Moving to Mexico


Could I actually live in a condo in a tourist area? I don't think so!

Over the years, I have had one identity crisis after another. The identity crisis recurs most often is the one in which I can’t decide if I should live in Chicago or Mexico because I’m not sure if I’m Mexican or American. Sometimes I feel as if I don’t belong here in the U.S. because I feel so Mexican and like a foreigner here. When I’m Mexico, I feel very comfortable there. Of course, that could be merely because I’m a guest there and the excitement and the newness of my being there hasn’t worn off yet. If I stayed much longer, everyone might not be as friendly toward me. I’ve mentioned to some of my friends that I was thinking of moving to Mexico and they immediately offered to help me pack! Wow! What friends!

I went to Mexico when I was 22 and I seriously considered staying there. But then I realized that I would have to get a job in order to support myself. But Mexicans don’t really want foreigners coming in and taking away their jobs. Besides, I didn’t really want to work a back-breaking job in Mexico when I already had a back-breaking job in Chicago. So I went back home to Chicago. However, I often daydreamed about living in Mexico.

Now, I am actually in a position where I can afford to move to Mexico since I have a small pension. I now have to work a job in order to live comfortably in Chicago, but I could live more than comfortably if I moved to Mexico. And I won’t have to work at all if I lived in Mexico. I could sit at home all day writing blog entry after blog entry. Wait, that’s what I’m doing now! But I have to teach in order to supplement my pension. In Mexico, I would always find something to keep me busy since they do have the Internet down there. And I wouldn’t be lonely because I have a lot of family in Mexico in several cities. Our family, both on my father’s and mother’s side, was very prolific. That’s why Rodriguez and Martinez are some of the most common Spanish last names in the world. So I wouldn’t be lonely. And even though I’m American, Mexicans–my family in particular–consider me Mexican, sort of. Since I’m American, everyone in Mexico was surprised that I spoke Spanish and ate tortillas. I’m glad that Mexicans thought of me as a Mexican, at least most of the time.

When I go back to Mexico in July, I’ll take another look at where I could possibly live in Mexico. I really love Celaya, Guanajuato, the home of my father’s family. It’s a fairly big city with a small-town feel to it. And, I have an uncle, two aunts, and fifteen cousins who live there! Plus, there’s a university in the city where I could possibly find a teaching position if I ever have the urge to teach again. That would be quite an adventure for me. So now I’m struggling to redefine myself and resolve my latest identity crisis. I’m sure that this time I’ll find myself. Or, maybe not.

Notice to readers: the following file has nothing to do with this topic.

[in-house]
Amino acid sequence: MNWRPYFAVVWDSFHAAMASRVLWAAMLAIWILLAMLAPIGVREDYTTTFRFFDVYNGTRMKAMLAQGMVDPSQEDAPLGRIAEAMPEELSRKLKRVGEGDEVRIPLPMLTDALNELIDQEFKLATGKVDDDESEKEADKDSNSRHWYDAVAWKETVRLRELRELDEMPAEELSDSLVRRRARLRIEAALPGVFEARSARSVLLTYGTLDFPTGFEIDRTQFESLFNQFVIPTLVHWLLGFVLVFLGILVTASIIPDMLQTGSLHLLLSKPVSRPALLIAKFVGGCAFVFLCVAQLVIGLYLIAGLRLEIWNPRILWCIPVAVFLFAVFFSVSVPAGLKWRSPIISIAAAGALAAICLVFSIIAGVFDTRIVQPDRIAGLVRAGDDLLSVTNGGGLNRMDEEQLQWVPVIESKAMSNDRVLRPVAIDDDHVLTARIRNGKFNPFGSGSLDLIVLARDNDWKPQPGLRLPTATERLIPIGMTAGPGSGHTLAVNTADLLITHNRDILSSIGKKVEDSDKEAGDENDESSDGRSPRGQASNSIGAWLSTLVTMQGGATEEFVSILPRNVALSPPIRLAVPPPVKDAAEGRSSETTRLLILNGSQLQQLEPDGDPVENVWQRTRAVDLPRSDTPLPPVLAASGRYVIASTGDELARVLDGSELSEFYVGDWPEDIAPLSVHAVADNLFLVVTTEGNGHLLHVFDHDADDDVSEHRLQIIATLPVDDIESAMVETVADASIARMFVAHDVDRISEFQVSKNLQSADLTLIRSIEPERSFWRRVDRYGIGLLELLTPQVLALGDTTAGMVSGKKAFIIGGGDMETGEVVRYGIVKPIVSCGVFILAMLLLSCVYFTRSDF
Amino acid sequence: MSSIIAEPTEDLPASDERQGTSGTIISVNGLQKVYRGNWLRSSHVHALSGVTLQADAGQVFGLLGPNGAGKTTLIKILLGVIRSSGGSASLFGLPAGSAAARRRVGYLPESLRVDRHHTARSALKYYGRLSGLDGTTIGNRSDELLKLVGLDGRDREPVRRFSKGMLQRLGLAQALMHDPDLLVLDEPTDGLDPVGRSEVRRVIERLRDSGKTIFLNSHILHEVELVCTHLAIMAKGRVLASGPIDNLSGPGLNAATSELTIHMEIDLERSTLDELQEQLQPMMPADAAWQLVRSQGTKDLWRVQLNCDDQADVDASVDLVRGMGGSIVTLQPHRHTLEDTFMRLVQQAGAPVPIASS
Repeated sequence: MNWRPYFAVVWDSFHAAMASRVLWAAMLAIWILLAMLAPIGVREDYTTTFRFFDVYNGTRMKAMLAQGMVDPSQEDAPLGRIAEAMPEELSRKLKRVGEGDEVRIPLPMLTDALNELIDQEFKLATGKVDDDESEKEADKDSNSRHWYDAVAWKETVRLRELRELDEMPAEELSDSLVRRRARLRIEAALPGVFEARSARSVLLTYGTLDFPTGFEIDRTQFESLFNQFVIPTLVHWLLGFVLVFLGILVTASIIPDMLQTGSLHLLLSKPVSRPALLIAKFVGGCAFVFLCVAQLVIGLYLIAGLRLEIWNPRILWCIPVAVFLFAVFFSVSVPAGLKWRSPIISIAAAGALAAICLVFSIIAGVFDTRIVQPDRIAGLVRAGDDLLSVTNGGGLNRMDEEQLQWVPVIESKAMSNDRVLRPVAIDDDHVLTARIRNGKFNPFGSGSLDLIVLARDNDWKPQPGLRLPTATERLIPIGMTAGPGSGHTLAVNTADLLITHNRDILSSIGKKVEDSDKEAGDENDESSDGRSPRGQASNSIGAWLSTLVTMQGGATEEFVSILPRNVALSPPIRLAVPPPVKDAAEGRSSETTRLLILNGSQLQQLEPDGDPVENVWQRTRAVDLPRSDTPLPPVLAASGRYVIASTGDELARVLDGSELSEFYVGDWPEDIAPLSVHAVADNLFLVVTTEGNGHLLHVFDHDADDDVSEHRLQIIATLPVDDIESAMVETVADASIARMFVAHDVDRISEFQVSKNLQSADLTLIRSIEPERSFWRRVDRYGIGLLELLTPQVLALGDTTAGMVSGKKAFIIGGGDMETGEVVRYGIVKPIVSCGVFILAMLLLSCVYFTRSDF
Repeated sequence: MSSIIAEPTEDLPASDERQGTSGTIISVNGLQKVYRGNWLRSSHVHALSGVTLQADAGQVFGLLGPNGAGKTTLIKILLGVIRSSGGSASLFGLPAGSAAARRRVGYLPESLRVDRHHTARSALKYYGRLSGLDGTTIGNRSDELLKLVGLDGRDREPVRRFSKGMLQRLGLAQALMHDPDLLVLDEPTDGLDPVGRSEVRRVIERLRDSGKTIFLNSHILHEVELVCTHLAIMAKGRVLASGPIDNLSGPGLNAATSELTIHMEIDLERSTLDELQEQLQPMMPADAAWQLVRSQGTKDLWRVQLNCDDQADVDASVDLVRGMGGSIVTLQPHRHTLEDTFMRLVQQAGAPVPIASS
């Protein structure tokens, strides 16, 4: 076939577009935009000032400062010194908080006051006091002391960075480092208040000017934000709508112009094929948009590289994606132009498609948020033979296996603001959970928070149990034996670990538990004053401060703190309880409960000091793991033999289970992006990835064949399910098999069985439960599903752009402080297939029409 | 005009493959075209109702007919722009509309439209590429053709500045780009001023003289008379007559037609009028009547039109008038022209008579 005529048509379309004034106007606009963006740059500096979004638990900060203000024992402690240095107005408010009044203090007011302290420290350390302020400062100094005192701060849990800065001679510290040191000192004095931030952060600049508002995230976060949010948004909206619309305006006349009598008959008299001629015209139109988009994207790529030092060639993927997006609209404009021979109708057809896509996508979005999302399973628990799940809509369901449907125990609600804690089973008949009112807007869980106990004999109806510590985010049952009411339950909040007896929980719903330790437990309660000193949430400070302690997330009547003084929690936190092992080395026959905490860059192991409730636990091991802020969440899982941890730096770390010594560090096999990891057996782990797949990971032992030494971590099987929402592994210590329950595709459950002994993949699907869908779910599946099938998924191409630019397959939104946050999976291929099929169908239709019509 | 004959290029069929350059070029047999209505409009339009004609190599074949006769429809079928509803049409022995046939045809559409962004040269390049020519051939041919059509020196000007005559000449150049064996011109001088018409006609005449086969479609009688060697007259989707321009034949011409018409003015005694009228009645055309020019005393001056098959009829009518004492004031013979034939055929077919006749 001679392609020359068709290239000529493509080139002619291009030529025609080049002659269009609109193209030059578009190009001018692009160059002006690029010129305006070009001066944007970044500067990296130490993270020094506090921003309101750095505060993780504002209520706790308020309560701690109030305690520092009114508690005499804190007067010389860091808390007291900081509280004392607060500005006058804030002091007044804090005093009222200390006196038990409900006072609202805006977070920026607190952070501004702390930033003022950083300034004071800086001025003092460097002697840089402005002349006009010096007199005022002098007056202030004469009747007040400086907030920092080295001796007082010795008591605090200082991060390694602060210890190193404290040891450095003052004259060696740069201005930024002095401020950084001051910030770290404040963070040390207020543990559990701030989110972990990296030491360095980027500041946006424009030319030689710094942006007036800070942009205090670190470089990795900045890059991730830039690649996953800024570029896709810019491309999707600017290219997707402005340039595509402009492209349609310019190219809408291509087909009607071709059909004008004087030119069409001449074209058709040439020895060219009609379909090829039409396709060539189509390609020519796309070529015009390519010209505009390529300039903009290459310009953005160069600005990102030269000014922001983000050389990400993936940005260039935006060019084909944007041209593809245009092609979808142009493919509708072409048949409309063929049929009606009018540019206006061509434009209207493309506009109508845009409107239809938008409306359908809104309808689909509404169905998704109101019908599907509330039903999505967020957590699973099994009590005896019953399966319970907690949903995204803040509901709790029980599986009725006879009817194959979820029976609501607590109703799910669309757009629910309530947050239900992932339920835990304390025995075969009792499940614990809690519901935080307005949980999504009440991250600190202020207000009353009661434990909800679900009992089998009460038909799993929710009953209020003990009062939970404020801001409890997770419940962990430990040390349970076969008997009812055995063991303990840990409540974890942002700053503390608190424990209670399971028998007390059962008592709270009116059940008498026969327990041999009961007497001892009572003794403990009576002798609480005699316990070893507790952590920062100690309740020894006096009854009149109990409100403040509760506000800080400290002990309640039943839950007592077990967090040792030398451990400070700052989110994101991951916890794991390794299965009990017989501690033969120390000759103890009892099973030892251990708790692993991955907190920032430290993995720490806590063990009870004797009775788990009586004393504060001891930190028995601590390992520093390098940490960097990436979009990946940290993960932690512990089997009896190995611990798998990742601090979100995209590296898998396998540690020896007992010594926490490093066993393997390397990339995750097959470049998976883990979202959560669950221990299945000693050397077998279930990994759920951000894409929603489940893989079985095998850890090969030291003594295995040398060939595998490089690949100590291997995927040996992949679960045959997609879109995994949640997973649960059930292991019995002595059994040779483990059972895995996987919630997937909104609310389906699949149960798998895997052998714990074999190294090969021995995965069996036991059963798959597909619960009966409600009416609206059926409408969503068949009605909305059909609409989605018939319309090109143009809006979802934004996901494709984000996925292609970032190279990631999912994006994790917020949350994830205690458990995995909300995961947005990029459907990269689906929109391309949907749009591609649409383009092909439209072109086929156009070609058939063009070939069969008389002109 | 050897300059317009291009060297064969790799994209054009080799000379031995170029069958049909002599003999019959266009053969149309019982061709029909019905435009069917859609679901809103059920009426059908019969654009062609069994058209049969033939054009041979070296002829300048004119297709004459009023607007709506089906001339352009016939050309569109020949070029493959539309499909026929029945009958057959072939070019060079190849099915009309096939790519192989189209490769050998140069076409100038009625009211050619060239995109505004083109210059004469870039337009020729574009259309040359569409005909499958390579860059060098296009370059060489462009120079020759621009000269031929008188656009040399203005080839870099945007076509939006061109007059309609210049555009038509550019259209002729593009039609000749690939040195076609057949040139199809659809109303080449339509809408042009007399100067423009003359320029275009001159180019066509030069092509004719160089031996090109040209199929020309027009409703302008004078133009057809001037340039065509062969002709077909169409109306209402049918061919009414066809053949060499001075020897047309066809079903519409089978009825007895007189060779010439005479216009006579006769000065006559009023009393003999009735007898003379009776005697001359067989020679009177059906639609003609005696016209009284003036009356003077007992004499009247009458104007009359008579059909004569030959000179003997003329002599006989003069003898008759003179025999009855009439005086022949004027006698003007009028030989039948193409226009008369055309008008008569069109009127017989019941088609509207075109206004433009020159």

¿Dónde debo vivir? ¿Chicago o México?

Published by

David Diego Rodríguez, Ph.D.

I write about whatever comes to mind. También enseño español y escribo acerca de los mexicanos y la enseñanza del español.

3 thoughts on “Moving to Mexico

  1. Hey SJR,

    I see you found me! Thanks for reading my blog! We finally agree on something! 🙂 I mean about the identity crisis.

    You’re right about not feeling welcome there in Mexico. I remember when I was a kid everyone called me gringo. But it was mostly the kids. The adults were always more accepting. This last time I went to Mexico I felt very comfortable. After I crossed into Mexico, there was a big sign on the highway that read, “¡Bienvenidos, paisanos!” I know that I’m still out of place, but I was happy there.

  2. El Doctor:

    What’s up, man? I think Chicanos are born with an identity crisis. I know I have always had one – so you are not alone. We are foreigners here and the growing hatred is starting to scare me. However, as much as I like parts of Mexico I didn’t exactly feel welcome there either you know? You’re a little older than me so maybe it’s different for you, plus your Spanish would put mine to shame. I was called a pocho there. It was still a “us and them” mentality. That wouldn’t stop me from moving there if I could though.

    It never ceases to amaze me how people view Mexico – most people who don’t know anything about it view it as either a border town hell hole or a resort destination. They have no clue about the rest of the country and that blows me away.

    I don’t know what you are searching for – only you know that but I do know your struggle. There’s an old saying: You can never go home again. That means different things to different people but it mostly rings true.

    – SJR (aka the broken forum)

  3. It sounds like you are mentally preparing for another life’s adventure. Still, …

    Dear Grasshopper, Whatever you do remember to always move toward something and not try to get away from something: You cannot move away from yourself.

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